The flag at the family home of Diana, Princess of Wales has been lowered to half mast on the 25th anniversary of her death.
The princess’s brother Earl Spencer shared a poignant untitled photo of the tribute on the flagpole at Althorp House in Northampton, set against the backdrop of a clear blue sky.
Diana – the mother of the Duke of Cambridge and the Duke of Sussex – was just 36 when she was killed in a car crash in Paris on August 31 1997.
She is buried on an island at the centre of an ornamental lake known as The Oval on the Althorp estate in West Northamptonshire.
The princess was dearly loved, and today people have been remembering what she meant to them.
Tessy Ojo, chief executive officer of The Diana Award, established to promote the princess’s belief young people have the power to change the world for the better, has paid tribute to the royal and described how she left flowers at Kensington Palace after Diana was killed in a car crash.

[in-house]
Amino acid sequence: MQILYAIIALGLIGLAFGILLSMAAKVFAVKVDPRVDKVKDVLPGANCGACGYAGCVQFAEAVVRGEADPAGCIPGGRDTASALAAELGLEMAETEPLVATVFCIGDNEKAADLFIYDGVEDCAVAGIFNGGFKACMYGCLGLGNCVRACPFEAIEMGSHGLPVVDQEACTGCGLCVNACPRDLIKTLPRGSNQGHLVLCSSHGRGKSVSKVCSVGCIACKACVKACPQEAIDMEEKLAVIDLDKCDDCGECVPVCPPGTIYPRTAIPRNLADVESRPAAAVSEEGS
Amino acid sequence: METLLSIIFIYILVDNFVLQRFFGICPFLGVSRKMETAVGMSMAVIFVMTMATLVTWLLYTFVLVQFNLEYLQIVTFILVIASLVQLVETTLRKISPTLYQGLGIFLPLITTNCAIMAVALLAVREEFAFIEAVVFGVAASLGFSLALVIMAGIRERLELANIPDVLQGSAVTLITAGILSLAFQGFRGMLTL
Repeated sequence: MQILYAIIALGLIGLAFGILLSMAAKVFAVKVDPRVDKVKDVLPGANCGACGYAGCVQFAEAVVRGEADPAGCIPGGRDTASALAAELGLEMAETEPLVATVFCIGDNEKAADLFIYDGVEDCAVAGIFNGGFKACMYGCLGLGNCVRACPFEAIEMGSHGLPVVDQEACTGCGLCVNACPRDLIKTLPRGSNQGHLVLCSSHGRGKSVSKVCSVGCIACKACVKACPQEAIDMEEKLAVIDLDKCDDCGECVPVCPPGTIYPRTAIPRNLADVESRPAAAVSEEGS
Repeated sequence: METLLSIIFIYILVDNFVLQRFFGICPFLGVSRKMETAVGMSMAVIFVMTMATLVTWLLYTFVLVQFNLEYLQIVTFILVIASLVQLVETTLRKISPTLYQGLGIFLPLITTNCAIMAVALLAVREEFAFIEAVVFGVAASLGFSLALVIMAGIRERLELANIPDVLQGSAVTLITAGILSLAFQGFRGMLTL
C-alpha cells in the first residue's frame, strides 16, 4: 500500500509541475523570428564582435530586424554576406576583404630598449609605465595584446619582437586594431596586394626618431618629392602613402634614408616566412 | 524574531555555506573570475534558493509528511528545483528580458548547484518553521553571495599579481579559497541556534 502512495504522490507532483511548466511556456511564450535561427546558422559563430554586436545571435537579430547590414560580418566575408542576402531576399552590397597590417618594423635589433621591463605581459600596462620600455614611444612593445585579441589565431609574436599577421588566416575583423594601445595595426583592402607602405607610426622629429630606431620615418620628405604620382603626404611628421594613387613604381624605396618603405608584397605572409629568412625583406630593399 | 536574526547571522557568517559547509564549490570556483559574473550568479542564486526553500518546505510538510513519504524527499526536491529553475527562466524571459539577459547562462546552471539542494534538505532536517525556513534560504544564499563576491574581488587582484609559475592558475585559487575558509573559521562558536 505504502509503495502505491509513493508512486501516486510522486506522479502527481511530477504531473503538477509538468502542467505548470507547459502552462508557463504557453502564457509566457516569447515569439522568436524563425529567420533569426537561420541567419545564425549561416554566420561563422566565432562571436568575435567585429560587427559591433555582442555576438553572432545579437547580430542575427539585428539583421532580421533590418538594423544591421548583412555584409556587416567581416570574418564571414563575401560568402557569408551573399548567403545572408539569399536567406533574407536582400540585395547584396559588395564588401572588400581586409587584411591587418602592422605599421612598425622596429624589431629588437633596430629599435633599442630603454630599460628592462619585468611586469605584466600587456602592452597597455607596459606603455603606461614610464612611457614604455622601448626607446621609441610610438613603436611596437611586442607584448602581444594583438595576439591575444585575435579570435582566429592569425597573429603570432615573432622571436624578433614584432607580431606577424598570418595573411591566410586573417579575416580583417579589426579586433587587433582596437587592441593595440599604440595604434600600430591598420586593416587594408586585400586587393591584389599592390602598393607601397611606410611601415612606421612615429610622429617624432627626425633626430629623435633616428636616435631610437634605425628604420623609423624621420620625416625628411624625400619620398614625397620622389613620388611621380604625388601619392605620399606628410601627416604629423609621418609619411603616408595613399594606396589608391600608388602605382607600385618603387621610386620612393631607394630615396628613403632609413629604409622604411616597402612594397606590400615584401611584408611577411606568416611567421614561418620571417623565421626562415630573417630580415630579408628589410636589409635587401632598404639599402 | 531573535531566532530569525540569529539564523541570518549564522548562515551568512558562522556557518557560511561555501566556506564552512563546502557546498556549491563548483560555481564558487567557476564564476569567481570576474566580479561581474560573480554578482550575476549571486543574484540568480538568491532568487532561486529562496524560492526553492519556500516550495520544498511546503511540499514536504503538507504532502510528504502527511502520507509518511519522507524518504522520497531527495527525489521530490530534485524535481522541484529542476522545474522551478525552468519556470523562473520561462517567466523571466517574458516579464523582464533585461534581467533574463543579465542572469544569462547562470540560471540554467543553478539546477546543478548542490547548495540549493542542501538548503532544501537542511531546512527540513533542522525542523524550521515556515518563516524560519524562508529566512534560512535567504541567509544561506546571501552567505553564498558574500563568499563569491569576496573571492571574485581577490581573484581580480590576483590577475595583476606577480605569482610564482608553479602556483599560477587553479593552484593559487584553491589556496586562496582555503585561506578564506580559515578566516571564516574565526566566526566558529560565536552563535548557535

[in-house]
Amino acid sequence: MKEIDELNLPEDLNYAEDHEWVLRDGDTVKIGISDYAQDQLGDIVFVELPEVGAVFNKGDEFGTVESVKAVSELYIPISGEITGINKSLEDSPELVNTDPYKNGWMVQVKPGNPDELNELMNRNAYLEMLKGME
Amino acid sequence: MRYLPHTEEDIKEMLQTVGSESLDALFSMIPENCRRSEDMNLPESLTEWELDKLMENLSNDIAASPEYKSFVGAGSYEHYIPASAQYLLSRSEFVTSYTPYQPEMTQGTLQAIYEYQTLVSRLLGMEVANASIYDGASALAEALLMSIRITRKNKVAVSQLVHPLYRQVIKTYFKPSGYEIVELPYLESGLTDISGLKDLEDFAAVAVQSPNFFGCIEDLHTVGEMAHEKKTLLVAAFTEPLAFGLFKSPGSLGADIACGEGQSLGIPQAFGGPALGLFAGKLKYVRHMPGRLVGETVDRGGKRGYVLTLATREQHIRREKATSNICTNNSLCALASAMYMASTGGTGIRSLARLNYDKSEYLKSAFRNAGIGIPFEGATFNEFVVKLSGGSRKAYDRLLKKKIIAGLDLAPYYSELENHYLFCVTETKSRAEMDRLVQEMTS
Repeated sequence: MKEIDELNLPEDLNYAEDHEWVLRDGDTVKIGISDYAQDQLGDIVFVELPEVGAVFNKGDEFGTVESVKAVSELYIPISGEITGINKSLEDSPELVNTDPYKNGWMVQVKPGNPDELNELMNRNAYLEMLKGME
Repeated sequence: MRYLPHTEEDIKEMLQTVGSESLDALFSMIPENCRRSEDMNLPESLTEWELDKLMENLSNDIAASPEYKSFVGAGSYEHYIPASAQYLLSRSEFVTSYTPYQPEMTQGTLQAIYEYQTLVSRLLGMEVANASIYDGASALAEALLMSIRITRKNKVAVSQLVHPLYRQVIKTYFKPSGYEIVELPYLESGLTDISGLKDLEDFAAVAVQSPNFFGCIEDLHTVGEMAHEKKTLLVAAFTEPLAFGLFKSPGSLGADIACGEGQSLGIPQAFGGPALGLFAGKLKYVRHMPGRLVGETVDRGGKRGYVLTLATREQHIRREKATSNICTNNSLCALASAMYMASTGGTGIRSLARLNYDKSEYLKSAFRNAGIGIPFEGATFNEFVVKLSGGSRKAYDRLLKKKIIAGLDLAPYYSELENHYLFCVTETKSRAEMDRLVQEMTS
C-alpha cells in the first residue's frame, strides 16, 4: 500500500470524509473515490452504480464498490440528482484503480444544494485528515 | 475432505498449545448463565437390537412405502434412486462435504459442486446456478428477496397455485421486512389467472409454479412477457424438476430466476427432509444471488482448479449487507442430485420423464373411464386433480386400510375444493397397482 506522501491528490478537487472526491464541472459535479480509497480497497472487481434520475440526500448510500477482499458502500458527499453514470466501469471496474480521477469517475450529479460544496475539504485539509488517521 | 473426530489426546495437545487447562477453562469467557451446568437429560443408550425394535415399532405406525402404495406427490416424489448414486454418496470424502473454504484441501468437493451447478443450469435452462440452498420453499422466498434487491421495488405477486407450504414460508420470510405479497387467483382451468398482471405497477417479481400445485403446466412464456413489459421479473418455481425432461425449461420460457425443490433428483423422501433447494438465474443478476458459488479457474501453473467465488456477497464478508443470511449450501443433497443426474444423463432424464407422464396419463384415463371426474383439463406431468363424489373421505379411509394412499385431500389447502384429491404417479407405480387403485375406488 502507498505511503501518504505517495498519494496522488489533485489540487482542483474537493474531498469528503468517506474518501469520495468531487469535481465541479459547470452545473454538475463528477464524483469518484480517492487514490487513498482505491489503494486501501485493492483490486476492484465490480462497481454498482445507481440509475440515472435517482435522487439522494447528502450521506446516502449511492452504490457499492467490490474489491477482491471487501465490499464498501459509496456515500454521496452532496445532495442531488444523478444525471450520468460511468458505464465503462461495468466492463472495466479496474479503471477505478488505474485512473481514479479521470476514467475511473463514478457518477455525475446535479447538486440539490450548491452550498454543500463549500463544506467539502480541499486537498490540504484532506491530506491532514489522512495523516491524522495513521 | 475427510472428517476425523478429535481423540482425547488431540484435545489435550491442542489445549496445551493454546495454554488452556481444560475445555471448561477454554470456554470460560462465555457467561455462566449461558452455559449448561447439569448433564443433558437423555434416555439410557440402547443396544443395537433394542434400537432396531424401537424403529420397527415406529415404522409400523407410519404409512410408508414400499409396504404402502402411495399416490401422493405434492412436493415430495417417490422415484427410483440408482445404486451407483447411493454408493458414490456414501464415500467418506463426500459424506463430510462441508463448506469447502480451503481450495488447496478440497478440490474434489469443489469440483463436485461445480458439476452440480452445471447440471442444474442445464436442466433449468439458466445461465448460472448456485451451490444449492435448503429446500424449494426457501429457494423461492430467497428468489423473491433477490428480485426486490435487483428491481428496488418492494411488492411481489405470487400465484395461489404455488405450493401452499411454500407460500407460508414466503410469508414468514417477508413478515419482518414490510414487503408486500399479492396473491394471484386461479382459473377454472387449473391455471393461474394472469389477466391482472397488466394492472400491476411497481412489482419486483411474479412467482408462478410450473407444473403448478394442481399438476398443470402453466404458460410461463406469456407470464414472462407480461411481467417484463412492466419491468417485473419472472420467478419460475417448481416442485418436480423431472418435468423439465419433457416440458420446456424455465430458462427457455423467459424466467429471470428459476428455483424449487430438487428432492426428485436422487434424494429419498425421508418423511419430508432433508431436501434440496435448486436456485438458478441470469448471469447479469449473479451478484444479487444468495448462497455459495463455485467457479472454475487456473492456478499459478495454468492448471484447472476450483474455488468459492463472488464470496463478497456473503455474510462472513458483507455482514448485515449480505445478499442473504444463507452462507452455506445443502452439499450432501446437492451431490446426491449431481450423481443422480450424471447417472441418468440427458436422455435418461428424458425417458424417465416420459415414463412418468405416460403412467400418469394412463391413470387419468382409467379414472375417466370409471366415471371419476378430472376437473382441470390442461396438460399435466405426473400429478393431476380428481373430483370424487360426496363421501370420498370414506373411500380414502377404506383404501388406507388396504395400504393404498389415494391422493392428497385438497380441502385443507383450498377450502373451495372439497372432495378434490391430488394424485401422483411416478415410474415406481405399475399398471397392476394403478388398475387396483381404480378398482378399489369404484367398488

Ms Ojo said: “Her ability to connect with people though kindness and compassion is one of her most significant legacies. She left a mark on all our lives.”
The lowering of the flag for the princess holds much symbolism, with the lack of such a tribute having been the source of outrage in the days that followed her sudden death.
Diana’s death triggered one of the monarchy’s worst crises in modern history.
The flag pole at Buckingham Palace remained bare, as was the protocol, because the Queen was away in Scotland, comforting William and Harry.
Newspaper headlines screamed “Show us you care” and “Where is our Queen? Where is her flag?”.
The monarch, who eventually addressed the nation five days after the princess’s death, relented by flying the union flag at half mast over Buckingham Palace for the first time on the day of Diana’s funeral.
Diana’s brother Charles gave a controversial eulogy at the princess’s funeral which was seen as an attack on the royal family.
Earl Spencer vowed to Diana in his speech that her “blood family” would do all they could to protect William and Harry “so that their souls are not simply immersed by duty and tradition but can sing openly as you planned”.
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